Tumor Microenvironment in Human Tumor Xenografted Mouse Models


  • Mariana Varna ESPCI Paris Tech, CNRS UMR 7587, Institut Langevin, 1 rue Jussieu, F-75005, Paris, France
  • Philippe Bertheau Université Paris Diderot, Sorbonne Paris Cité, F-75010 Paris, France
  • Luc G. Legrès Université Paris Diderot, Sorbonne Paris Cité, F-75010 Paris, France




Xenograft, tumor microenvironment, human tumor, immunodeficient mice, murine stroma, human stroma.


 Tumor microenvironment, known to exert regulatory functions on tumor cells, plays an important role when a human tumor is xenografted into immunodeficient mice. Primary human tumors xenografts represent a promising strategy to study new therapeutic efficacy or to understand the mechanisms implicated in tumor relapse.

The development of xenografts is linked not only to the aggressivity of the tumor cells, but also to the tumor microenvironment. Tumor xenograft cell proliferation is dependent on microenvironment modifications such as angiogenesis and human blood vessel replacement, host immune cells and the presence of growth factors.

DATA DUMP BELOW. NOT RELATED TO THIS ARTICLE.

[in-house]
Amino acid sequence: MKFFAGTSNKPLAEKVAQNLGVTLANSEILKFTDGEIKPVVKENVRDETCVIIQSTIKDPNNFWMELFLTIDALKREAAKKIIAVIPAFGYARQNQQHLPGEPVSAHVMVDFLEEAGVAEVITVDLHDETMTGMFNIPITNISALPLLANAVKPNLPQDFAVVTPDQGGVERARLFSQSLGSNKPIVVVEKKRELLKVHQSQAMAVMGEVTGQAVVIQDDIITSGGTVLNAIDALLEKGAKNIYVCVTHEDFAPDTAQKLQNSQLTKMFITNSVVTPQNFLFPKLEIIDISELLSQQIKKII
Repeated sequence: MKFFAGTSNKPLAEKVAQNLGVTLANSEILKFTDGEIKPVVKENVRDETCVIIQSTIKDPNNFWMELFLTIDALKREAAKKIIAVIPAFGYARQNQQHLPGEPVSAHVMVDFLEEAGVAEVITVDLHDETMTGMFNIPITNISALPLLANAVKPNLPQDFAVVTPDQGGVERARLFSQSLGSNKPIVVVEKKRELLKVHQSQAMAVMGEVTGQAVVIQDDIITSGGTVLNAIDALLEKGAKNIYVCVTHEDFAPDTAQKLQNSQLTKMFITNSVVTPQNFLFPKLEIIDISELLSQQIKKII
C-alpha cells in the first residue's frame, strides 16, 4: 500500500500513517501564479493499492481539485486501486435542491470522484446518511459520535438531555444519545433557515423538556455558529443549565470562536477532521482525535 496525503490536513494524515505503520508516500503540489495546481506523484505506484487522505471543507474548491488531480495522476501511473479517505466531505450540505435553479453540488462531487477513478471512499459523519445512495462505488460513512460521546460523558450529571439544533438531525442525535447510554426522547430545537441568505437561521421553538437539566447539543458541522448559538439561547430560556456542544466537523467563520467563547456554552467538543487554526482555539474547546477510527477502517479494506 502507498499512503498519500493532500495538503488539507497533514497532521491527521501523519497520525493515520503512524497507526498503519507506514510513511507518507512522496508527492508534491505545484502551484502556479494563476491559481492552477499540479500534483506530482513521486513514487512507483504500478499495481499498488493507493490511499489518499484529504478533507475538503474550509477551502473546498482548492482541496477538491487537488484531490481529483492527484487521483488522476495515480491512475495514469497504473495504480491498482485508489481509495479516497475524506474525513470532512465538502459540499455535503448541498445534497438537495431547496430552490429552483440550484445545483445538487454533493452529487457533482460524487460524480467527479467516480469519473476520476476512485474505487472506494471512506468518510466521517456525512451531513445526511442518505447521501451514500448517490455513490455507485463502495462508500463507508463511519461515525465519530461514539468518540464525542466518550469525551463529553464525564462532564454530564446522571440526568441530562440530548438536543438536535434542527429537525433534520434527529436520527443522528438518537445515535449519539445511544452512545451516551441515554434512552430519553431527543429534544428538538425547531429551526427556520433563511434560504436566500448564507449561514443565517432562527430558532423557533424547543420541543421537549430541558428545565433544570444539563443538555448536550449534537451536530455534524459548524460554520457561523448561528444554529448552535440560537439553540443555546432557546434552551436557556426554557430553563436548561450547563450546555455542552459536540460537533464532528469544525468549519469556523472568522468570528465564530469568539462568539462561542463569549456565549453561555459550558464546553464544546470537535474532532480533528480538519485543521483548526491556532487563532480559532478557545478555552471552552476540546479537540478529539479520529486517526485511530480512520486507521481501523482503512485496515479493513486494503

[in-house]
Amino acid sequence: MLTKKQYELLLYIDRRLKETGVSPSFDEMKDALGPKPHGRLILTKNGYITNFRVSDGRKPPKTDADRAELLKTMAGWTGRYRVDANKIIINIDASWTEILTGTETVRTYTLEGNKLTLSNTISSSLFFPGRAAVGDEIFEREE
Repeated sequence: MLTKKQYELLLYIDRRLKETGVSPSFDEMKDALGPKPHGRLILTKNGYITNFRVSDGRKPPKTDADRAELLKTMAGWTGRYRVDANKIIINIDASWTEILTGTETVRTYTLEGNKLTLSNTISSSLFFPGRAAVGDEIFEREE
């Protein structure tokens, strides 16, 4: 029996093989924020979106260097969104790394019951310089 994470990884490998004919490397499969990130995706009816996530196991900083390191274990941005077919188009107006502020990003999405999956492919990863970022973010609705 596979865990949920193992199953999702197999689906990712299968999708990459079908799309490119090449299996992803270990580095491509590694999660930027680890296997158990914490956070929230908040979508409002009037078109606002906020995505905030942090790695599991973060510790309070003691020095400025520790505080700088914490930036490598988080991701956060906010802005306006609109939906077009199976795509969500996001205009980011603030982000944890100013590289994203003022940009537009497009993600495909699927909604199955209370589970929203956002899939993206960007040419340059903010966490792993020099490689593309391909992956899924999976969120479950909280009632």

The characterisation and a better knowledge of these factors allow for a more appropriate use of xenograft animal models in the evaluation of new antitumor treatments.

In this review, we describe the different factors linked to the tumor microenvironment and their impact on the take rate when human tumors are xenografted into immunodeficient mice.


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How to Cite

Mariana Varna, Philippe Bertheau, & Luc G. Legrès. (2014). Tumor Microenvironment in Human Tumor Xenografted Mouse Models. Journal of Analytical Oncology, 3(3),  159–166. https://doi.org/10.6000/1927-7229.2014.03.03.6